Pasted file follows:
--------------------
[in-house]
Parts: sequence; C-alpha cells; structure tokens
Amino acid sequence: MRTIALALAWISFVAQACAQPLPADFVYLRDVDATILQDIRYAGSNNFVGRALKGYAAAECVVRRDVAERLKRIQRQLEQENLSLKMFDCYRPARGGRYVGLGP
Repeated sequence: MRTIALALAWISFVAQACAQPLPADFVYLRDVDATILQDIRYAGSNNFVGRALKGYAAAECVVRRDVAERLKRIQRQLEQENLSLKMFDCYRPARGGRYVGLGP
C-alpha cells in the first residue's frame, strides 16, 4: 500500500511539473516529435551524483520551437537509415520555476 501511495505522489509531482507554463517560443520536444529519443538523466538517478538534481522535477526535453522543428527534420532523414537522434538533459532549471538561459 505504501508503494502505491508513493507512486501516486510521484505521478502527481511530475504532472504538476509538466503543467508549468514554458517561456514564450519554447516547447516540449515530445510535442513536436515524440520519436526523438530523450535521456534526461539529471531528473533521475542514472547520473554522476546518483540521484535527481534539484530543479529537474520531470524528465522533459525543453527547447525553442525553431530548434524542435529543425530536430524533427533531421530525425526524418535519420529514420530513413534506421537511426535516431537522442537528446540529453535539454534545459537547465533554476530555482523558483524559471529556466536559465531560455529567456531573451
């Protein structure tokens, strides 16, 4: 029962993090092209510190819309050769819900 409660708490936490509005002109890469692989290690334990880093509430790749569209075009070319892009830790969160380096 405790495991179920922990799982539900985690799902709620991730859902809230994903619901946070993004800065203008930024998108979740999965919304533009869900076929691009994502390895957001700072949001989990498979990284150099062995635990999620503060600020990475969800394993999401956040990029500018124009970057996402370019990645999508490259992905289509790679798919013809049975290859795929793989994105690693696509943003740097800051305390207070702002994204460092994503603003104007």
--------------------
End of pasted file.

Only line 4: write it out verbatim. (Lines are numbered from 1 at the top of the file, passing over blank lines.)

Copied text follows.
Repeated sequence: MRTIALALAWISFVAQACAQPLPADFVYLRDVDATILQDIRYAGSNNFVGRALKGYAAAECVVRRDVAERLKRIQRQLEQENLSLKMFDCYRPARGGRYVGLGP